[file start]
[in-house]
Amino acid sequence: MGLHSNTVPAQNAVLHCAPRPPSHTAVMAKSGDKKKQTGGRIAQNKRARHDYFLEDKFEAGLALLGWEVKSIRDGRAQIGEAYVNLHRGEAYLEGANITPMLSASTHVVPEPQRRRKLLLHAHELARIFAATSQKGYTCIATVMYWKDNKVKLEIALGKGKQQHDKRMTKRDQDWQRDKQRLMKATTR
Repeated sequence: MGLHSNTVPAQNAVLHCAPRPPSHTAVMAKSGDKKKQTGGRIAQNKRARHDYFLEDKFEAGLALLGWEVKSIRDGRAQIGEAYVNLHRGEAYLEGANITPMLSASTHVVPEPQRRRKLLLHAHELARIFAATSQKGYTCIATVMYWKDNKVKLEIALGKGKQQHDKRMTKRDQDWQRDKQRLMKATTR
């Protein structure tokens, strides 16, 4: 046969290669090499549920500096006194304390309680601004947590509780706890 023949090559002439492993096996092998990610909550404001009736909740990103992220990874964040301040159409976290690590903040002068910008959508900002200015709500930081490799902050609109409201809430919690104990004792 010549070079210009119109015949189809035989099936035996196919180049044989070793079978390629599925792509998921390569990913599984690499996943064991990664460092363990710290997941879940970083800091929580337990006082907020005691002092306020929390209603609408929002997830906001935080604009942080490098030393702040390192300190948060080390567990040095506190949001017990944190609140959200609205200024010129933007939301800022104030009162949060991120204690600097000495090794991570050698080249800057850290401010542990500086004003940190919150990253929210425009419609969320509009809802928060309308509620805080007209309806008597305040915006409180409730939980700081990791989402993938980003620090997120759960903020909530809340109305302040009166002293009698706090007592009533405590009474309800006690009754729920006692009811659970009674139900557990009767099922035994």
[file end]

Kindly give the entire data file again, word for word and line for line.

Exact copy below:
[in-house]
Amino acid sequence: MGLHSNTVPAQNAVLHCAPRPPSHTAVMAKSGDKKKQTGGRIAQNKRARHDYFLEDKFEAGLALLGWEVKSIRDGRAQIGEAYVNLHRGEAYLEGANITPMLSASTHVVPEPQRRRKLLLHAHELARIFAATSQKGYTCIATVMYWKDNKVKLEIALGKGKQQHDKRMTKRDQDWQRDKQRLMKATTR
Repeated sequence: MGLHSNTVPAQNAVLHCAPRPPSHTAVMAKSGDKKKQTGGRIAQNKRARHDYFLEDKFEAGLALLGWEVKSIRDGRAQIGEAYVNLHRGEAYLEGANITPMLSASTHVVPEPQRRRKLLLHAHELARIFAATSQKGYTCIATVMYWKDNKVKLEIALGKGKQQHDKRMTKRDQDWQRDKQRLMKATTR
């Protein structure tokens, strides 16, 4: 046969290669090499549920500096006194304390309680601004947590509780706890 023949090559002439492993096996092998990610909550404001009736909740990103992220990874964040301040159409976290690590903040002068910008959508900002200015709500930081490799902050609109409201809430919690104990004792 010549070079210009119109015949189809035989099936035996196919180049044989070793079978390629599925792509998921390569990913599984690499996943064991990664460092363990710290997941879940970083800091929580337990006082907020005691002092306020929390209603609408929002997830906001935080604009942080490098030393702040390192300190948060080390567990040095506190949001017990944190609140959200609205200024010129933007939301800022104030009162949060991120204690600097000495090794991570050698080249800057850290401010542990500086004003940190919150990253929210425009419609969320509009809802928060309308509620805080007209309806008597305040915006409180409730939980700081990791989402993938980003620090997120759960903020909530809340109305302040009166002293009698706090007592009533405590009474309800006690009754729920006692009811659970009674139900557990009767099922035994």